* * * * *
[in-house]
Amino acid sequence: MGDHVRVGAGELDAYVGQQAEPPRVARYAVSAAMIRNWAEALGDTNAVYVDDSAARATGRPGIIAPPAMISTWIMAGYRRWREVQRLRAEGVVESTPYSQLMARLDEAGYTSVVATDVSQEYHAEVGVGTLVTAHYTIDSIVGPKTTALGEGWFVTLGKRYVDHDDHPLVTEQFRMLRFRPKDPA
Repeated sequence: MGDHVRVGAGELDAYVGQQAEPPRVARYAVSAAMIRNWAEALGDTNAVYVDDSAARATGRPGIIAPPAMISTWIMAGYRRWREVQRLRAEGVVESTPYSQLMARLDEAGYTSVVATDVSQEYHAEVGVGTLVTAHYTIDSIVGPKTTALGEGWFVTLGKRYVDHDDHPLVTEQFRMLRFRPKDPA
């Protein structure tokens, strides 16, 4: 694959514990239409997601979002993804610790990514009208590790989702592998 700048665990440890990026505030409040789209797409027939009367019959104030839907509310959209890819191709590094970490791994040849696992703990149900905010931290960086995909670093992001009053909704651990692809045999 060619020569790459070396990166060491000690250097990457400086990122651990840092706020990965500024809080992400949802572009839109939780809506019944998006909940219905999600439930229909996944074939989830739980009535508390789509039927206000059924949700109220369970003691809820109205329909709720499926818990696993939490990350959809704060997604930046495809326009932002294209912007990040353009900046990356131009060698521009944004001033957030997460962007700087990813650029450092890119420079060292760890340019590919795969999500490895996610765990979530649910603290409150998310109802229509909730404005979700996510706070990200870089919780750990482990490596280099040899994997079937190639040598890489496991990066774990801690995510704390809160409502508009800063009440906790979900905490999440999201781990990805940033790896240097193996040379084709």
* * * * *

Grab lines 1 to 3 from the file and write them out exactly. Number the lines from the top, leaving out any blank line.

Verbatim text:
[in-house]
Amino acid sequence: MGDHVRVGAGELDAYVGQQAEPPRVARYAVSAAMIRNWAEALGDTNAVYVDDSAARATGRPGIIAPPAMISTWIMAGYRRWREVQRLRAEGVVESTPYSQLMARLDEAGYTSVVATDVSQEYHAEVGVGTLVTAHYTIDSIVGPKTTALGEGWFVTLGKRYVDHDDHPLVTEQFRMLRFRPKDPA
Repeated sequence: MGDHVRVGAGELDAYVGQQAEPPRVARYAVSAAMIRNWAEALGDTNAVYVDDSAARATGRPGIIAPPAMISTWIMAGYRRWREVQRLRAEGVVESTPYSQLMARLDEAGYTSVVATDVSQEYHAEVGVGTLVTAHYTIDSIVGPKTTALGEGWFVTLGKRYVDHDDHPLVTEQFRMLRFRPKDPA